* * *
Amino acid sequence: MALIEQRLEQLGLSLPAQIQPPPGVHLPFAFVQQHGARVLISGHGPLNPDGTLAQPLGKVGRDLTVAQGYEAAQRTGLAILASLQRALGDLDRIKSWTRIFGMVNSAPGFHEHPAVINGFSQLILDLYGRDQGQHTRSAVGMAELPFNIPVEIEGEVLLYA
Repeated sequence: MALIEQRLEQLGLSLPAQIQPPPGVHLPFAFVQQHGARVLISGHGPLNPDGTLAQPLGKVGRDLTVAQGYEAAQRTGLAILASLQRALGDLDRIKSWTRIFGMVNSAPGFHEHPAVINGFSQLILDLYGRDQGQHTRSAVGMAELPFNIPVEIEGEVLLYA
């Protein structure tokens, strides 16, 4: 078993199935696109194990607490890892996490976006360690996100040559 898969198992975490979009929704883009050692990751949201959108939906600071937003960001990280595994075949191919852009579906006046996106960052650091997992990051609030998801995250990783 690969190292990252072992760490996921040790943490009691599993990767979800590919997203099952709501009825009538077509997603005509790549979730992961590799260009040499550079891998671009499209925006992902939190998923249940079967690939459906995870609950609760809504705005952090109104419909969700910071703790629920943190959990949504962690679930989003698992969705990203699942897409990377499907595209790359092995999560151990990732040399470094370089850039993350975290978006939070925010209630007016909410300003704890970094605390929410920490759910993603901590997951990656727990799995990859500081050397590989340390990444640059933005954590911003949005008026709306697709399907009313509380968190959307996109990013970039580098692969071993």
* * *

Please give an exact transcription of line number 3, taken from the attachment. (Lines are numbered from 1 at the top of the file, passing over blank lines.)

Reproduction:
């Protein structure tokens, strides 16, 4: 078993199935696109194990607490890892996490976006360690996100040559 898969198992975490979009929704883009050692990751949201959108939906600071937003960001990280595994075949191919852009579906006046996106960052650091997992990051609030998801995250990783 690969190292990252072992760490996921040790943490009691599993990767979800590919997203099952709501009825009538077509997603005509790549979730992961590799260009040499550079891998671009499209925006992902939190998923249940079967690939459906995870609950609760809504705005952090109104419909969700910071703790629920943190959990949504962690679930989003698992969705990203699942897409990377499907595209790359092995999560151990990732040399470094370089850039993350975290978006939070925010209630007016909410300003704890970094605390929410920490759910993603901590997951990656727990799995990859500081050397590989340390990444640059933005954590911003949005008026709306697709399907009313509380968190959307996109990013970039580098692969071993």